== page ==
City government and City residents have begun a discussion about how to budget for the next fiscal year. The City's fiscal year begins July 1 and ends June 30. The current fiscal year is 2010; FY 2011 begins July 1, 2010.
Because of rising employee health and pension costs and because of a certain dip in revenues as the City recovers from the effects of the global economic meltdown, the budget for FY 2011 must be approximately $45 million smaller than this year's. This will require some hard choices.
So, in a process that actually began a full four months before the budget will be formally presented for the first time, committee hearings have been convened, directors have been quizzed, drafts of budget suggestions have been circulated among aldermen and posted on the Internet, meetings with neighborhood groups, civic leaders, and business associations have been scheduled and held, employee groups have been consulted, and public suggestions have been solicited. In all, this is already the most completely transparent budget process in the City's history.
My own hard lines are these: (1) I will not support a tax increase; (2) We must take steps to get the cost of employee fringe benefits under control before they destroy vital City services including in the police and fire departments; (3) We must combine duplicated functions and consider turning services over to others if they can do a better or more efficient job; (4) We must minimize the impact of all cuts on our neighborhoods, especially crime fighting.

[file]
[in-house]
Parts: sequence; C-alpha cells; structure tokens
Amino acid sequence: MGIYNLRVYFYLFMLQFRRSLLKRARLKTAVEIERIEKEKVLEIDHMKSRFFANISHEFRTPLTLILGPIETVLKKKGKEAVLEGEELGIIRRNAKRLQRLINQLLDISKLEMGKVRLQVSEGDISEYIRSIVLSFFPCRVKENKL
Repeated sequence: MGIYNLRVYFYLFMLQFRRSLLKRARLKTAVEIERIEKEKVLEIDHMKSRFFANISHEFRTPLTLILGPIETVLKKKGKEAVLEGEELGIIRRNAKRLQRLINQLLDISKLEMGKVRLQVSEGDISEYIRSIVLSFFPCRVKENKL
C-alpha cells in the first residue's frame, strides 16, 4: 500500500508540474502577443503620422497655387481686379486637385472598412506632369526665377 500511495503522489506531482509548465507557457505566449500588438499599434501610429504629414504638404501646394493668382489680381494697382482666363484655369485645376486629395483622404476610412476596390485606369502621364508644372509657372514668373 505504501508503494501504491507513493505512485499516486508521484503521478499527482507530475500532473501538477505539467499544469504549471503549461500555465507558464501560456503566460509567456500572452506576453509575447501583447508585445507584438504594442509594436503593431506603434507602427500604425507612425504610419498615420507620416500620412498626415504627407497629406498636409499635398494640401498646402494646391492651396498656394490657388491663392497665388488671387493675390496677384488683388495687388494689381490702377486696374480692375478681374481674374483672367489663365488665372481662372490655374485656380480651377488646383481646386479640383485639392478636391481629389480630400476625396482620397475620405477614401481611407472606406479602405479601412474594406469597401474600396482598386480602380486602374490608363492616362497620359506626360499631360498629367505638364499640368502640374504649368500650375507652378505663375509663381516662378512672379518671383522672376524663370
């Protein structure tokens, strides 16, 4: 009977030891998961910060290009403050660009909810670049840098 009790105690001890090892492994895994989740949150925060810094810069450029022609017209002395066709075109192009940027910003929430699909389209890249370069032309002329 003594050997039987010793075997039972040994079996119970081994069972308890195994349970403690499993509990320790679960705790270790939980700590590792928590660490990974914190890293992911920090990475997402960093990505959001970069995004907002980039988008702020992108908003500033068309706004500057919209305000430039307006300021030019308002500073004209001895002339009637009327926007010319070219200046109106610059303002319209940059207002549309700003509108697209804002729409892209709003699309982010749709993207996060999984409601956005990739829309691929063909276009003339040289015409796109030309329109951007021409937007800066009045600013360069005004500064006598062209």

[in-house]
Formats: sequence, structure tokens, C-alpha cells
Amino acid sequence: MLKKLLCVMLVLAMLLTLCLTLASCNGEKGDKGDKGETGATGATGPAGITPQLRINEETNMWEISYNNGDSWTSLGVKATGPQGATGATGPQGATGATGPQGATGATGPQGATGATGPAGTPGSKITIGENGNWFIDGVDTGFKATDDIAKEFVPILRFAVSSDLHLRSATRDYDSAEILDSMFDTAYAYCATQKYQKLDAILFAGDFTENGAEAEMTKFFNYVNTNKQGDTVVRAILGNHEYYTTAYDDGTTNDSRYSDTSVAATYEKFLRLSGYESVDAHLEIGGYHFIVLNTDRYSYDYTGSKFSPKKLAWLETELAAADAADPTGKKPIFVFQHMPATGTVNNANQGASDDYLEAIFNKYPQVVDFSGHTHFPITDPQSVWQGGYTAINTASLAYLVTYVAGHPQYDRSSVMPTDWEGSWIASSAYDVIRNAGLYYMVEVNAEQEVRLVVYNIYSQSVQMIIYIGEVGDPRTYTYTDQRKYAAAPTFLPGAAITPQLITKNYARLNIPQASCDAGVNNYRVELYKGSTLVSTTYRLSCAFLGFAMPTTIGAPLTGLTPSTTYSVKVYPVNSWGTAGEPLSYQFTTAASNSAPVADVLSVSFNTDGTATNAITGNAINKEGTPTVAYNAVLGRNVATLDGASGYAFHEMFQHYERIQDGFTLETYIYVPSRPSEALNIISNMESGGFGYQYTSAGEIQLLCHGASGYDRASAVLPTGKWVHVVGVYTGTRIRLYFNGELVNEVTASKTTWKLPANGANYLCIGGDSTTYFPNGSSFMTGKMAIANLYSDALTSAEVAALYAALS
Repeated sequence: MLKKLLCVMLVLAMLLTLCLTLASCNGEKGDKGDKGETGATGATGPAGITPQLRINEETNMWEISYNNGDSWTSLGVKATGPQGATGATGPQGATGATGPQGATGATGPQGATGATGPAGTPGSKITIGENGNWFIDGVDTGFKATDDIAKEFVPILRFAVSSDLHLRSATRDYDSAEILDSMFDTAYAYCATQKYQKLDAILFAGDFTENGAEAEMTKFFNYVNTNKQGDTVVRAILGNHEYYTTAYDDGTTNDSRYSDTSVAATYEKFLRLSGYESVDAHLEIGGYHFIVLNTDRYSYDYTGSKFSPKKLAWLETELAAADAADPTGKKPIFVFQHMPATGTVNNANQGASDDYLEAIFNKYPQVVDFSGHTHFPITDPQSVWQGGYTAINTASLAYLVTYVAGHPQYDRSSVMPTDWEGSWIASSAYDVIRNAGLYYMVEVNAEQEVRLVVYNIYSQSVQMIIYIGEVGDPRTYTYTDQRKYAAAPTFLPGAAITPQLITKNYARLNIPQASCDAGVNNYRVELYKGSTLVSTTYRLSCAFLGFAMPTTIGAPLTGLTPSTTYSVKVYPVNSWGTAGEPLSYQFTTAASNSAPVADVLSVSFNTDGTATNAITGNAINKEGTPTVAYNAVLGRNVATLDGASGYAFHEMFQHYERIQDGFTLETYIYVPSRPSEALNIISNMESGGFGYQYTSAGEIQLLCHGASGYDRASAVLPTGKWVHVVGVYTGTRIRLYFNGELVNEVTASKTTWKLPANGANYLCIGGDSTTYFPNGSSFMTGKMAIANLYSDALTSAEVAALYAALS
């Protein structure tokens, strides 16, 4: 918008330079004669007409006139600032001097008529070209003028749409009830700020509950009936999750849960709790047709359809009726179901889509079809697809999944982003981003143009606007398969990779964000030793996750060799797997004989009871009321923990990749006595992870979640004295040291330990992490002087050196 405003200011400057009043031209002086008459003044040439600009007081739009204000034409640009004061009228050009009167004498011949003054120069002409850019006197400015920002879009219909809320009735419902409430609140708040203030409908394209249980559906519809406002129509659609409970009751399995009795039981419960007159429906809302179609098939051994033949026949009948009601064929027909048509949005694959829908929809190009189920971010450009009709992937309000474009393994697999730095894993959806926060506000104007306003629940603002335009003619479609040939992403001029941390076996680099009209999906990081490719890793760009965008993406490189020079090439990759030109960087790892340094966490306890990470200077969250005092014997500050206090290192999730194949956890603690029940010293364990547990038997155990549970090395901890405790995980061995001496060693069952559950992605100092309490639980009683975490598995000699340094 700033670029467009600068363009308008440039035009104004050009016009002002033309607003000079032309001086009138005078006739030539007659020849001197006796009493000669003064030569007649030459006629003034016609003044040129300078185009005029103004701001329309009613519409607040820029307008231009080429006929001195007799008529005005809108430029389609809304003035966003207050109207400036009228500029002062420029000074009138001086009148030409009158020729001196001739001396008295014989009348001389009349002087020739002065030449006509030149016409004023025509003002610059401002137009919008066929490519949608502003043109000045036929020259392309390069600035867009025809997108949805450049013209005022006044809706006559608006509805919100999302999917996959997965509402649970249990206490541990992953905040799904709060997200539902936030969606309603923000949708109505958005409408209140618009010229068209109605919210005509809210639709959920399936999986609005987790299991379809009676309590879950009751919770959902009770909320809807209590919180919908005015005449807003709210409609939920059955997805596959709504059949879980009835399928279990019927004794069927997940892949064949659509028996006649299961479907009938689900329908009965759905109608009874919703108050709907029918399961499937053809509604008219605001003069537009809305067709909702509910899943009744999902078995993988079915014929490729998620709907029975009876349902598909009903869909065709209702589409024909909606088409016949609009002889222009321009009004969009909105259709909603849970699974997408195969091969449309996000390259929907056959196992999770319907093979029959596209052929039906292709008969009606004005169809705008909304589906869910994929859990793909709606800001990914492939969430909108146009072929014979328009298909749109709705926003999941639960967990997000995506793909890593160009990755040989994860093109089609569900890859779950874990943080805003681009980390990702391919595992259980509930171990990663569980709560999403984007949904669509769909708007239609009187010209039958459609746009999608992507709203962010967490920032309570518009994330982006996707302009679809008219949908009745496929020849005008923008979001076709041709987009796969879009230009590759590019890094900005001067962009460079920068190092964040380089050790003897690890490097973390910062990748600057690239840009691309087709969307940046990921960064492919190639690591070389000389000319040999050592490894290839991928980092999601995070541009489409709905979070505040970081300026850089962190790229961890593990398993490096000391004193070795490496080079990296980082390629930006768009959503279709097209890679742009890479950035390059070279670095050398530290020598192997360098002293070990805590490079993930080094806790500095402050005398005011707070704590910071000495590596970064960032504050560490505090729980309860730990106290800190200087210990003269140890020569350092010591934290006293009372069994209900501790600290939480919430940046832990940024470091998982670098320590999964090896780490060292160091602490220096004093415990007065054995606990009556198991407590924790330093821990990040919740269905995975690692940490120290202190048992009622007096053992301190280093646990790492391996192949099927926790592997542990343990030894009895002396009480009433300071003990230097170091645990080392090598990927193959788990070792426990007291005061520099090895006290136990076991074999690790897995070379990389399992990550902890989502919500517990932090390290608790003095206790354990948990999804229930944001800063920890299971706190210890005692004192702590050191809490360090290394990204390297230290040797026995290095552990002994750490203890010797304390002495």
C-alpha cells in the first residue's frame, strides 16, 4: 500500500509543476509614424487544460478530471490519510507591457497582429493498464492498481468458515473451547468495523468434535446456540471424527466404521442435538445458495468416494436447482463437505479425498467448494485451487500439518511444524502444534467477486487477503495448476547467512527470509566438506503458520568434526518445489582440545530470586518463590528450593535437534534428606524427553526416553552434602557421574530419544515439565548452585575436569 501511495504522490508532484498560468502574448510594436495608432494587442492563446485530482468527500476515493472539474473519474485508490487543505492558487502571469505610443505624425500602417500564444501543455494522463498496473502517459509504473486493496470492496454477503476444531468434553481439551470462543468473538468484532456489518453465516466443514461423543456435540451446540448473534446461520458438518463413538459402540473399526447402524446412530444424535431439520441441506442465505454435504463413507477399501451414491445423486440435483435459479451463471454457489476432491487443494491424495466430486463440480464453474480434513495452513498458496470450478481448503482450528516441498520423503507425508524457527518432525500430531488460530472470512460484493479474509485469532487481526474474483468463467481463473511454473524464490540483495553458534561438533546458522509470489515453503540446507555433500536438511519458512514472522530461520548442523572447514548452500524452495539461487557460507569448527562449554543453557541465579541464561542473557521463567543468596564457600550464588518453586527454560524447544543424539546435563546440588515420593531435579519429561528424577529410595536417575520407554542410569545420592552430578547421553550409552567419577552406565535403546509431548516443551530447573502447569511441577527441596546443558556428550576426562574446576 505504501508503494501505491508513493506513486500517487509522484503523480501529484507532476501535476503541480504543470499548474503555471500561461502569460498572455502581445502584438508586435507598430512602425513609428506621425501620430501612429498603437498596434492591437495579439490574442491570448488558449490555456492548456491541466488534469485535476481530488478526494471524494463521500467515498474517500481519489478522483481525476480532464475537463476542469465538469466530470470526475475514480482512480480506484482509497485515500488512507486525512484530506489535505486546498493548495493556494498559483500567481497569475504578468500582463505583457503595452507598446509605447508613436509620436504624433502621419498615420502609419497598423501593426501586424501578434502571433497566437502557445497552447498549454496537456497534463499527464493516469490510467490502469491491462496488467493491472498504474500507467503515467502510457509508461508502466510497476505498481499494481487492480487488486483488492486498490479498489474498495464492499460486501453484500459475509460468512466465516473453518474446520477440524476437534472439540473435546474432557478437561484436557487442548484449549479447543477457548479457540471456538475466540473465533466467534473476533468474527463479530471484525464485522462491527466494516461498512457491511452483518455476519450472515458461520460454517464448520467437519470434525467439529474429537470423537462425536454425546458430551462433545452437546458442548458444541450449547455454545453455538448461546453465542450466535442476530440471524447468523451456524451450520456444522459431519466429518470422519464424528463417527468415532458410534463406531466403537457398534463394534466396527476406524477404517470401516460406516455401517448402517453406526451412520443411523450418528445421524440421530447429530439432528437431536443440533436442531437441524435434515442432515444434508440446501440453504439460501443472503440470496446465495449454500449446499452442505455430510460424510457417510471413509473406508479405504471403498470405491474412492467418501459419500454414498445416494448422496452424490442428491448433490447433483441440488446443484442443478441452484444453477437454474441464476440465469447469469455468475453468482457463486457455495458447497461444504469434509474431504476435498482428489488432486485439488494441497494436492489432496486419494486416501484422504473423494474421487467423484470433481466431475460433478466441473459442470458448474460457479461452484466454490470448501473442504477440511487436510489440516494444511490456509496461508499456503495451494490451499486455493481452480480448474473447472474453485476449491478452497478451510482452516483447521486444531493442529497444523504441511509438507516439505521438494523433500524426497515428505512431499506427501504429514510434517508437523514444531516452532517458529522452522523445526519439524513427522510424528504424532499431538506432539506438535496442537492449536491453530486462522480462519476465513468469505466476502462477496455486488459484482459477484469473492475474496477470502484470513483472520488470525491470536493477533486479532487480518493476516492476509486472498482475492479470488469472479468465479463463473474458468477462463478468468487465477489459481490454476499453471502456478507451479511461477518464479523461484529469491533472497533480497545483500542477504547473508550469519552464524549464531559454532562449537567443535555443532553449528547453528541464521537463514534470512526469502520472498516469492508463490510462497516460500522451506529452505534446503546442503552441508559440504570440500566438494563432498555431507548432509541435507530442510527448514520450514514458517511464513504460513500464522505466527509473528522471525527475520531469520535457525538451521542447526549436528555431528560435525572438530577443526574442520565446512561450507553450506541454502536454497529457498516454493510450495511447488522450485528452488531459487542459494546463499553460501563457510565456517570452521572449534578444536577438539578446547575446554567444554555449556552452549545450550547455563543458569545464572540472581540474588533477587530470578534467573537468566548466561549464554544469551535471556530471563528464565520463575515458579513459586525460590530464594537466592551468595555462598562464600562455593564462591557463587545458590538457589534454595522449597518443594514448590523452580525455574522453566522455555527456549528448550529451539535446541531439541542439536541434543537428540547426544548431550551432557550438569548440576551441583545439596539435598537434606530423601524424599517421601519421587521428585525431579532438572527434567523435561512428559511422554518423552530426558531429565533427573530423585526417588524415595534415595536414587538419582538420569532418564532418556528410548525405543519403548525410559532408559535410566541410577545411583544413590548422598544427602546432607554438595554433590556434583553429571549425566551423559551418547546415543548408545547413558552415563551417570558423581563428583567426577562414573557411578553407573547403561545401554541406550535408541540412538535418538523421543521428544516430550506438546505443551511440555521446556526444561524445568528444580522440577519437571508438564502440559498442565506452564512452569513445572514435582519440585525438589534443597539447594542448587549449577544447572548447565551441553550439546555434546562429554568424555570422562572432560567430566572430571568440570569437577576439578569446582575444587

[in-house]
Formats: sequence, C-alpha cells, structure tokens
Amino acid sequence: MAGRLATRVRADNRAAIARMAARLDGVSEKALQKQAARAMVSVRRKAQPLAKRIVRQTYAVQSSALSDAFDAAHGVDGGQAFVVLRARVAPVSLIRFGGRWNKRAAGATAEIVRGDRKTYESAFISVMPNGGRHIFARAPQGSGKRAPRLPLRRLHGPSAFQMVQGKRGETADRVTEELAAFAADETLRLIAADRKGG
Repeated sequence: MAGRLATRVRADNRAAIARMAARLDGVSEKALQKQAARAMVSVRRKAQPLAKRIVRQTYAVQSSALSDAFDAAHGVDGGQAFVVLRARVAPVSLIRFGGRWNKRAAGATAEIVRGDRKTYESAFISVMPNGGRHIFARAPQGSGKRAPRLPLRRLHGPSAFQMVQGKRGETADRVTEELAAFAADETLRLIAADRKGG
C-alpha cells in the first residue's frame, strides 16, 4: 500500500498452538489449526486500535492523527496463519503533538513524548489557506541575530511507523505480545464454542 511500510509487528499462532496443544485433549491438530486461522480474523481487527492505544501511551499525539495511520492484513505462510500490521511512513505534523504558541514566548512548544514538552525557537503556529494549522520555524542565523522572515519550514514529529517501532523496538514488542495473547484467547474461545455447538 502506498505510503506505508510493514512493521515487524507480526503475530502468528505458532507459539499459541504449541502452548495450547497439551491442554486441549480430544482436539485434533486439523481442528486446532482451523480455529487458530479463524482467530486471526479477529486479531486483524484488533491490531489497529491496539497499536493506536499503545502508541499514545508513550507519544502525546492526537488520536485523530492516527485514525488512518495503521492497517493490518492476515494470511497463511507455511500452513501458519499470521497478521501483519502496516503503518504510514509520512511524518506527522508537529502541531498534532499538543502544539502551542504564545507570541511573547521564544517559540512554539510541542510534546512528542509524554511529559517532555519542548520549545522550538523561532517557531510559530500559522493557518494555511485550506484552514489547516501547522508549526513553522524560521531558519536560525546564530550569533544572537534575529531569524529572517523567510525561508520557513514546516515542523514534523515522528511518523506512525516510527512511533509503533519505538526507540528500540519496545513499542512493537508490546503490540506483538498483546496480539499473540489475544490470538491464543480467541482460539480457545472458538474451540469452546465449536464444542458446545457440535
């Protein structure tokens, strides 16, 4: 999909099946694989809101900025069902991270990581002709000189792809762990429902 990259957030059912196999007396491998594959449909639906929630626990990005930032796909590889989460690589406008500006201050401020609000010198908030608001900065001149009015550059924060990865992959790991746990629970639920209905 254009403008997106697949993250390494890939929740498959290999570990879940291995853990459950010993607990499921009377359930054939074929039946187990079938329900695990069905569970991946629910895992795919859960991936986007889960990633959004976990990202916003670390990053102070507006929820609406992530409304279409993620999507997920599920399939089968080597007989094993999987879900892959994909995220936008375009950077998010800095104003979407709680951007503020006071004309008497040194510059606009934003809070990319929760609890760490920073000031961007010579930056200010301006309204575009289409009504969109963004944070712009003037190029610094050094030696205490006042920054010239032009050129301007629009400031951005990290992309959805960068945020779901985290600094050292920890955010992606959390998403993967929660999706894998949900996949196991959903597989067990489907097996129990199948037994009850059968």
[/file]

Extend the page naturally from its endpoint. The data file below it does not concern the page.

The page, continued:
If other cities and states are any indication, special interests will argue, picket, and fight for what is best for themselves, rather than the common good. My job, and the job of other elected officials in City government, is to do what is best for the people of St. Louis.
I will consider any legitimate suggestions. If you have any, please make them now ' to me or to your own alderman. What does your alderman have to do with the budget process?
Here is what the law says:
By law, the City's budget must be balanced, i.e., its revenues and expenses must match.
By law, a balanced budget must be approved each fiscal year by the Board of Estimate and Apportionment (the mayor, the comptroller, and the president of the Board of Aldermen).
By law, the Board of Aldermen and the Board of Estimate and Apportionment must approve the same budget. If the Board of Aldermen fails to approve it, the budget approved by the Board of Estimate and Apportionment becomes the City's budget for the fiscal year. That only rarely happens, and neither President Lewis Reed nor I expects it to happen this year.
When it comes to the budget, the aldermen's job, which most of them do well, is to make the hard choices that protect City services and minimize the damage done by a bad economy. Those choices are being made right now.
The aldermen with the greatest amount of influence on this project are members of the aldermanic Ways and Means Committee. Here's who is in on that committee: Steve Conway, Jeffrey Boyd, Marlene Davis, Jennifer Florida, Antonio French, Steve Gregali, Kacie Triplett, Charles Quincy Troupe, Joe Vacccaro, Matt Villa, Bill Waterhouse, Fred Wessels, and Frank Williamson. (In addition, President Reed is an ex officio voting member of Ways and Means.)
Their participation in this process ' and yours ' is essential.
(Photo from stlouiscore.com.)